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The Dangers of Xylitol

Do you know what Xylitol is? The answer is probably not, because do we really need to know what it is? This blog post is going to highlight the dangers and awareness of Xylitol poisoning in dogs. We recently had a dog called Winston come to Legacy Pets after unfortunately ingesting some chewing gum left on the pavement while out on a walk. Just 30 minutes after, Winston was so poorly that he never recovered. Winston’s story touched us here at Legacy Pets, and we thought it only be right to help raise awareness to the dangers of Xylitol. We ourselves were not aware about the dangers of Xylitol and how harmful it can be, so here is what we’ve learned:

Xylitol is a common ingredient and you’d be surprised to know that it likely appears in most of your day-to-day foods and condiments. Not many people know about Xylitol and how fatal it can be, however in comparison, it would be hard to find a dog owner who didn’t know that chocolate was toxic to dogs, wouldn’t it? Yet Xylitol can be far more dangerous to dogs than chocolate is. Your dog would only need to ingest a small amount of Xylitol compared to how much chocolate they’d need to ingest for it to be fatal to them. Yet a lot of dog owners don’t know about Xylitol and how dangerous it can be.

The dangers of Xylitol need to be highlighted now, because the ingredient is becoming so popular and is showing up more and more in common food products lately. Infact, the odds are that you have more than one product in your house right now that contains Xylitol and you might not even know it. Now think, how many times has your dog gotten hold of a package or food item that they weren’t supposed to? Did you get to them just in time before they ate the contents? If yes, go and check that item and check the ingredients for Xylitol. You may have got to your dog before they could eat it, imagine if they had eaten it? The outcome could have been heartbreaking.

Xylitol is a “sugar alcohol”, a natural sugar substitute and is often found in “sugar-free” mints, chewing gum, toothpaste and mouthwash. However, since it’s also considered a good sugar substitute for diabetics, Xylitol can now be found in sugar-free baked goods like cookies and muffins. It’s now even being added to some brands of peanut butter – which is so dangerous because how much does your dog LOVE peanut butter?! We use it all the time to maybe keep your pet still, or so they’ll take their medication or even just for a treat. Please make sure you check any ingredients before giving your dog ANY human foods.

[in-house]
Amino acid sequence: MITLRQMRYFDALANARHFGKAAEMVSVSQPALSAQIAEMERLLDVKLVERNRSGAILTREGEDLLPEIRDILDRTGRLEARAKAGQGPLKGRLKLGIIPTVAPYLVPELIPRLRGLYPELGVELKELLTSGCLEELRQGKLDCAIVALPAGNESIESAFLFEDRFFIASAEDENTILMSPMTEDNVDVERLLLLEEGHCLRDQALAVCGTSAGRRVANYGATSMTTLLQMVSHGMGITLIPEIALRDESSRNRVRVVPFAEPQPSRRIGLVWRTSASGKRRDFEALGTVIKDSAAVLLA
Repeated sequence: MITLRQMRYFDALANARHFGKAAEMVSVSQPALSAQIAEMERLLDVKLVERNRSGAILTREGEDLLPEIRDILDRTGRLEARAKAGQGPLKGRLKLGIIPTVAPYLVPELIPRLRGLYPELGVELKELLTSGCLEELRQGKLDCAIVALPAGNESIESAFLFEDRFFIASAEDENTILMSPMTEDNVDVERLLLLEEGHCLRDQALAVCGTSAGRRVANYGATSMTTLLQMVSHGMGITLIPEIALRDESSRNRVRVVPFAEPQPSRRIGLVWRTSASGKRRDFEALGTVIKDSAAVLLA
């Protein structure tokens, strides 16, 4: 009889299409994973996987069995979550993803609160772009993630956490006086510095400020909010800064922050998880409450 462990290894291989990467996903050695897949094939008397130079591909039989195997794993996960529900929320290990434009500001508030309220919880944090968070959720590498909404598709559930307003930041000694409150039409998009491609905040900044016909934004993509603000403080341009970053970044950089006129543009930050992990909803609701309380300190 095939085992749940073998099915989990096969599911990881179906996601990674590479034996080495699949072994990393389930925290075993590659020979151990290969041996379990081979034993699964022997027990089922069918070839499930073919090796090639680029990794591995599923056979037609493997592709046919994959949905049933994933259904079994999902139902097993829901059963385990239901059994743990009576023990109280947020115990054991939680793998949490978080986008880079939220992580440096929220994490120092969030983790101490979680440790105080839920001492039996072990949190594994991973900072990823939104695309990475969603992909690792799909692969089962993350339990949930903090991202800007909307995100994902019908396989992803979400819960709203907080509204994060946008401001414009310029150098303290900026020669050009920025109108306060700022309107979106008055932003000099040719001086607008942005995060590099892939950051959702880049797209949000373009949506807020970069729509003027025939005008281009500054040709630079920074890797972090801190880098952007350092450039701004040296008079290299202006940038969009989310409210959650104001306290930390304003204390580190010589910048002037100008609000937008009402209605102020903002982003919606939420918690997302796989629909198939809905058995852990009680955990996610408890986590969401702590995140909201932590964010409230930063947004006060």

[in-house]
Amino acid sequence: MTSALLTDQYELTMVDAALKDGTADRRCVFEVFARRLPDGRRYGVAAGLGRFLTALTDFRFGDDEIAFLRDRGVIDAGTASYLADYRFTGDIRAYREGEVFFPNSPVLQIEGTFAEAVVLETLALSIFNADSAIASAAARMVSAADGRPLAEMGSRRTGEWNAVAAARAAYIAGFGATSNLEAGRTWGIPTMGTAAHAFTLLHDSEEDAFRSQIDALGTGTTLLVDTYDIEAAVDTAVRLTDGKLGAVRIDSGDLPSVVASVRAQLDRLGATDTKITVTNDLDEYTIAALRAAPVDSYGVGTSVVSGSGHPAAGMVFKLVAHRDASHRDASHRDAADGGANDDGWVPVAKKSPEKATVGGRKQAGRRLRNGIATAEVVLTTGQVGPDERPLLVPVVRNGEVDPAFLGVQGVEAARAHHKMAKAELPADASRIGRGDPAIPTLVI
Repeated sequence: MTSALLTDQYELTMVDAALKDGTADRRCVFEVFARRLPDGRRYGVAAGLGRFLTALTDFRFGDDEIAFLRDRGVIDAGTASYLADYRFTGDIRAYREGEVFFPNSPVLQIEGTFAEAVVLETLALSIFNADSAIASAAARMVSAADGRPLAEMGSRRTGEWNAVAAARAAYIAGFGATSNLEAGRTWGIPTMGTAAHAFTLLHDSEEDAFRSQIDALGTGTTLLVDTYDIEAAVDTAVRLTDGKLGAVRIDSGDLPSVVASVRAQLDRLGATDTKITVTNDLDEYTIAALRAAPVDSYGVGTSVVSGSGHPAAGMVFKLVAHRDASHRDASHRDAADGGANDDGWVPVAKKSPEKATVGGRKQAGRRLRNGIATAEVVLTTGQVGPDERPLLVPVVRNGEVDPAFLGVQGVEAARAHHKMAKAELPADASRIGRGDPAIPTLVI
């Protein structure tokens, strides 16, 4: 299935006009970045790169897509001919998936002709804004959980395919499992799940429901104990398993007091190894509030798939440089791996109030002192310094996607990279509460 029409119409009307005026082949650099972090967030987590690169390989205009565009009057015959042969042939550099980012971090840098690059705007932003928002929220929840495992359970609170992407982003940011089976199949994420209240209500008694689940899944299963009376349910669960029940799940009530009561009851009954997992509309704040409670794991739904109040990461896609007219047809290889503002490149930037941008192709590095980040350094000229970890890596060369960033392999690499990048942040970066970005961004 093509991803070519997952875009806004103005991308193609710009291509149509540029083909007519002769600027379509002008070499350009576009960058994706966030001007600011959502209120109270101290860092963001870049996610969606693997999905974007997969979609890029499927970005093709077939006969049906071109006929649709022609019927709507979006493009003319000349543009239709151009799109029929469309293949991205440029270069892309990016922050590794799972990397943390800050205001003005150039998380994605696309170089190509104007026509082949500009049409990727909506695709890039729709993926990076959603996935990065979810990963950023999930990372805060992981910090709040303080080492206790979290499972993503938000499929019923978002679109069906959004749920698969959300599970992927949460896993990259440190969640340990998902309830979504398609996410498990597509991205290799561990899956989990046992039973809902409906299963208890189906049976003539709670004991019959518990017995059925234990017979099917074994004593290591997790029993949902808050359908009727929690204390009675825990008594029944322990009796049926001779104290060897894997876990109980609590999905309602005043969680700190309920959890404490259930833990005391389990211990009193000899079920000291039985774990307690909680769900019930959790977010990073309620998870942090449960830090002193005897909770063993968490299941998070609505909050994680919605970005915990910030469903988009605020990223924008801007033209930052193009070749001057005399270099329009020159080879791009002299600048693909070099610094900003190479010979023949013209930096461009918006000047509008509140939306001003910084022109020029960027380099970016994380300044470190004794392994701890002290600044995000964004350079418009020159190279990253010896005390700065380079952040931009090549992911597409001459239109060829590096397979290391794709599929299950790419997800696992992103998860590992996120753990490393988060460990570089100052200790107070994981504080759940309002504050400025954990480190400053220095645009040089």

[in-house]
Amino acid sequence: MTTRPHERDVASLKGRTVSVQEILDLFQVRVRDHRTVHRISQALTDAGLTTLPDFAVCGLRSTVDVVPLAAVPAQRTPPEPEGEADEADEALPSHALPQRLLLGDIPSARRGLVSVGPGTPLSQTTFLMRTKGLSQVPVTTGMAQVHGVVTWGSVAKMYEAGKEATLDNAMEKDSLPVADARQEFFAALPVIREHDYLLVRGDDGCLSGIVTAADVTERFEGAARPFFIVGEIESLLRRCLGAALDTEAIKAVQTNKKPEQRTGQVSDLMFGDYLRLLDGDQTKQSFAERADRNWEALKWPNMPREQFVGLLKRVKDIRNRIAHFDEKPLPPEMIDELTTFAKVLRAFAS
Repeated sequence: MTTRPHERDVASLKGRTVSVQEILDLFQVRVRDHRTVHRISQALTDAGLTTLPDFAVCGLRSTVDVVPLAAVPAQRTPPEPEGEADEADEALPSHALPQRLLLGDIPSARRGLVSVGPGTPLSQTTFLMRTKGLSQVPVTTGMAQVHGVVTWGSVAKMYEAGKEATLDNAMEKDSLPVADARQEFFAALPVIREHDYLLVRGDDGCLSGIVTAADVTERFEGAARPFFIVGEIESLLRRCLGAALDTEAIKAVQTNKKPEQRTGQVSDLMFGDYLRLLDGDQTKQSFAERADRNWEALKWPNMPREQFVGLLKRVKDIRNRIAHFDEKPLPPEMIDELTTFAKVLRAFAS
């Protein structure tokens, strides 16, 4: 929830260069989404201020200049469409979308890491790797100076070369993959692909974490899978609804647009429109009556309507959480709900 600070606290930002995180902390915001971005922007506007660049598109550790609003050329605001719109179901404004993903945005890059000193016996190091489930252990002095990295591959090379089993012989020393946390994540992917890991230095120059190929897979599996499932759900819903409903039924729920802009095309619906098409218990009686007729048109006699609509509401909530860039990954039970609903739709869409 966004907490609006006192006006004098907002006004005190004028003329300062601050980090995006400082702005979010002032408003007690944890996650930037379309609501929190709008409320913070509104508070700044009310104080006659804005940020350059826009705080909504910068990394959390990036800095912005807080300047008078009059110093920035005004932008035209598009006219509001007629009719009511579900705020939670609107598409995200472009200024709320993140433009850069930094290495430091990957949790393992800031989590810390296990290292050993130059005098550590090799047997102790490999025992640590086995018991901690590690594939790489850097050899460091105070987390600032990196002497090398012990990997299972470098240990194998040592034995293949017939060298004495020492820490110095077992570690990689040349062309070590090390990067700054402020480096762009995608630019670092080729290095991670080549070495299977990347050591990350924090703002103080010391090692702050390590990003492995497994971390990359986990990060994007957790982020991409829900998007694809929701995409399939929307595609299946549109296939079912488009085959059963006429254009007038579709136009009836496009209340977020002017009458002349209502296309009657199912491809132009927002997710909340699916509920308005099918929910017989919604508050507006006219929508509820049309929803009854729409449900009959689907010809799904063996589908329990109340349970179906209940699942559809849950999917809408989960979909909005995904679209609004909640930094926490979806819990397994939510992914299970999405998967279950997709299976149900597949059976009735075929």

How To Protect Your Dog From Xylitol Poisoning:

Be careful where you put your bag, backpack, shopping bags, briefcase or any other bag that may contain your chewing gum, mints, mouthwashes or even lip balm. Never leave them on the floor, sofa, or chair. Be careful when leaving them on low-lying tables or kitchen counters, too. The safest place to keep such bags is hung on a secure wall hook, on a sturdy coat rack.

If you do any sugar-free baking in your household, or if anyone in the home is diabetic, be extremely careful where you store your baked goods and bulk sweeteners. Many dogs will ‘counter surf’ to get to such tasty treats left out on kitchen counters. (And don’t forget about overnight houseguests who may be diabetic.)

If you brush your dog’s teeth, be sure to use only pet-specific toothpastes. Not only will they not contain xylitol, but they also won’t contain fluoride – which can also be toxic to pets.

Maintain lead control over your dog’s when out on walks. This will help prevent ‘scavenging’ (the act of your dog eating things off the ground). Amongst other things, a scavenging dog could ingest discarded xylitol-containing gum or somebody’s dropped xylitol-containing muffin.

Check the ingredient label of any product you buy, keep in your purse, pockets or around your house. Exercise strict caution around your dogs with any products that have Xylitol in their ingredient list.

If your dog ever gets into your gum, mints, peanut butter, or anything else, be sure to check the ingredient label and immediately contact your vets.

These tips could be life saving for your pet. You may not think it will happen to you, but what if it does?

We’d like to dedicate this blog to Winston and his family, Winston sadly was taken away far too soon due to a negligent person who discarded their chewing gum on a public footpath rather than using many of the bins provided. Winston’s family are now left heartbroken, we asked Winston’s mum Kirsty how the experience has left them feeling and she said “We can’t ever bring our boy back, but if we can stop one other dog and their family from this living hell, then it’s a small consolation.”

So please, if you are able to, share this blog post with your family and friends. We hope that it reaches dog owners who were as in the dark about Xylitol as we were.


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